An Introduction to Me (And Cancer) …

I’m lying in bed, trying to write this blog and trying even harder to catch your attention. So here goes… My name is Beth, I am 21 years old, and I have cancer.

I decided to deploy the C-word pretty early because it does have its benefits, including the ability to get people to listen to you, and maybe even do what you want (in an entirely un-bratty/un-manipulation-y way of course). I have never written anything like this before and, since I read that a writer must secure their reader’s attention within the first few seconds, I really did feel that drama, that certain je ne sais quoi, the C-word brings was entirely called for.

But from now on I will not be calling cancer the C-word because, let’s face it, cancer is no Voldemort, and it will not be smiting you if it hears you call it by it’s full name. I may, however, be using the ever so elegant terming of the ‘C-bomb’ from time to time because I think it is absolutely brilliant. Because cancer is just that: it is a bomb that disrupts your life and threatens to turn you into someone else, a cancer patient. It threatens to define you.

It’s easy to let that happen, but it’s easier not to. So let me introduce myself now I’ve hopefully caught your attention.

louvre

One of the many super edgy photos I took whilst interrailing around Europe. This particular one was of The Louvre in Paris.

My name is Beth and I am 21 years old. I have just finished my third year studying Physics in London, a city which I love. I like to dance, run and watch Tipping Point, Millionaire Matchmaker and most shitty TV if I’m being honest (apart from Loose Women which is the worst). I like watching Bridget Jones with a glass of red wine (not alone, just to clear that up) but I also love ridiculously bad horror and action films. I like to take pictures that are sub-semi-decent and then edit them to death so I look dead edgy and trendy. I peaked at 18 years old when I got a free Krispy Kreme from Harrods. I like going out with friends and basically doing all the things a 21 year old likes to do, unless you are a 21 year old who likes going to Tiger Tiger Croydon. Then we might differ slightly.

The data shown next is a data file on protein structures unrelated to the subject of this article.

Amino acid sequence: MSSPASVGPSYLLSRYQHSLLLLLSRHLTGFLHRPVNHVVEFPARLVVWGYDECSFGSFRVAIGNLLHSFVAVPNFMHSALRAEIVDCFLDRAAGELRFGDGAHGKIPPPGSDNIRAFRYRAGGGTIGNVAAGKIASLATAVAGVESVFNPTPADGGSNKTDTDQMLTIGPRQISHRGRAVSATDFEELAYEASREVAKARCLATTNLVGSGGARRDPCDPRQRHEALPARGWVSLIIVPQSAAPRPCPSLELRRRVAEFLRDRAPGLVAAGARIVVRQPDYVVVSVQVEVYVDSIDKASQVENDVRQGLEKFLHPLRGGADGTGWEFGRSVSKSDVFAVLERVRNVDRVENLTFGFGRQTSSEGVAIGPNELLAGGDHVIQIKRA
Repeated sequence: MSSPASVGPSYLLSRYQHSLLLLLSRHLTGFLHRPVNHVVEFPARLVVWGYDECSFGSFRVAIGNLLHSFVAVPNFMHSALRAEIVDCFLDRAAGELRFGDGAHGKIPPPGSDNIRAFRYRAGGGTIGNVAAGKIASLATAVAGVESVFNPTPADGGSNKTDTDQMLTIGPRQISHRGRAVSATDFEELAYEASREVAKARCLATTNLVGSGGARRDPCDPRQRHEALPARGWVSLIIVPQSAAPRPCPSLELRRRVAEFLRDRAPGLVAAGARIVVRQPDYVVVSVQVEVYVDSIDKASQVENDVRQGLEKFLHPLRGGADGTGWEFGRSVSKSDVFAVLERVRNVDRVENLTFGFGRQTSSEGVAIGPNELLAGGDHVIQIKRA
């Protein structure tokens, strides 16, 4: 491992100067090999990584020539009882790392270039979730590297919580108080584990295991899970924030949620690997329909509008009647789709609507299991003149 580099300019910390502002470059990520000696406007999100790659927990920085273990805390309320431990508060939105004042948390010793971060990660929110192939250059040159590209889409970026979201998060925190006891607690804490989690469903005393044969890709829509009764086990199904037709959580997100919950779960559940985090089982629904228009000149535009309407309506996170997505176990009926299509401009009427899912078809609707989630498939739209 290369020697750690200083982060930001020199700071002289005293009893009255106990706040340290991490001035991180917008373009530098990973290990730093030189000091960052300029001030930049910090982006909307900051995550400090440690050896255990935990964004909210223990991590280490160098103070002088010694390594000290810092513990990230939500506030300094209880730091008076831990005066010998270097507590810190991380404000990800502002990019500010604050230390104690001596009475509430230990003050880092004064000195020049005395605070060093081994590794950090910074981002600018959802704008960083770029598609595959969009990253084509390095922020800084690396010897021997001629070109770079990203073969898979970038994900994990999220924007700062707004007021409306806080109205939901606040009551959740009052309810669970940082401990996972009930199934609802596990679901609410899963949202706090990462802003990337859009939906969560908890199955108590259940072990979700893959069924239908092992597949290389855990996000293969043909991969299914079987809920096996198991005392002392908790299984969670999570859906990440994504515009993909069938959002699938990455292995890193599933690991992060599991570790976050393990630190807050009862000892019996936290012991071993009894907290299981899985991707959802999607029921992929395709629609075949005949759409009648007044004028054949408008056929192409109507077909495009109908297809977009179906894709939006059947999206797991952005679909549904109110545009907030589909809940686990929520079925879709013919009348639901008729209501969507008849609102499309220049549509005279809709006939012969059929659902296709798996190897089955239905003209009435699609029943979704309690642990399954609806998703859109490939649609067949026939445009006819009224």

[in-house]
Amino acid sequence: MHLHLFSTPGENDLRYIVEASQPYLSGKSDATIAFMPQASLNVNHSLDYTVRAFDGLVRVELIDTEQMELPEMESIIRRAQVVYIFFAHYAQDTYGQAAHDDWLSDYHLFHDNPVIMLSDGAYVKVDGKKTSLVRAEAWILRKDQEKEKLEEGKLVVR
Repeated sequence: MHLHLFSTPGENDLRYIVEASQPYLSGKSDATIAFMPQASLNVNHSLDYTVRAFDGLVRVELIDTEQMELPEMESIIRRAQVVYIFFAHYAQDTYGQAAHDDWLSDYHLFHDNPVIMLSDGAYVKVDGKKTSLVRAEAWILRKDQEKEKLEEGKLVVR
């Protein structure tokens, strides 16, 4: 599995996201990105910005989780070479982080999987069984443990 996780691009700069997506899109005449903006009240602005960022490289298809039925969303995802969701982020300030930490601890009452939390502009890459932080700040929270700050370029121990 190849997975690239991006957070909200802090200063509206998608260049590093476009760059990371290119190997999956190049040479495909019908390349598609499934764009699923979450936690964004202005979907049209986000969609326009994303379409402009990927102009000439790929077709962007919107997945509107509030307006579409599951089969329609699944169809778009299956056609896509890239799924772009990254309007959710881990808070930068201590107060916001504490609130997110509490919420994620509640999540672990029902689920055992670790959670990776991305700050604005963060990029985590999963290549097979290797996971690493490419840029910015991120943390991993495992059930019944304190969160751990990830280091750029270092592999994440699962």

But let’s face it, that shit is not interesting… This is a cancer blog so let’s get to the juicy stuff. I am a cancer patient and I am waiting now for my second operation, of which a date has been set for 29th September 2015. I want to say here, that my prognosis is good; my doctors and surgeons expect me to make a full recovery with the help of some surgery, a sprinkle of proton therapy and a dash of chemo. My cancer type is a soft tissue sarcoma, which is very rare and makes up only 1% of cancers. Specifically it is a Malignant Peripheral Nerve Sheath Tumour (MPNST because that is a mouthful) and they make up only 5-10% of soft tissue sarcomas. Basically my cancer is special, just like me. (lol)

My cancer was initially missed in an MRI in February and then finally spotted in June, but was thought to be benign. This period of time, before which I even knew I had cancer, was the worst. The tumour was growing up the base of the sciatic nerve on the right side of my body and caused an enormous, indescribable amount of pain. Surprisingly, my neurosurgeon spotting a tumour in June was a relief. Although that feeling may have been down to the copious amount of drugs I was on. Even cancer, in my opinion, is better than the alternative, which would have been chronic pain. Back in June, we all knew that within a short amount of time, without surgery, I would have been unable to walk. The combination of drugs I was on was giving me panic attacks every few minutes and at points even staying upright was a struggle. And so for me it’s been hard to get too down about what’s happening.

brighton

The family and I on one of our recent excursions to Brighton.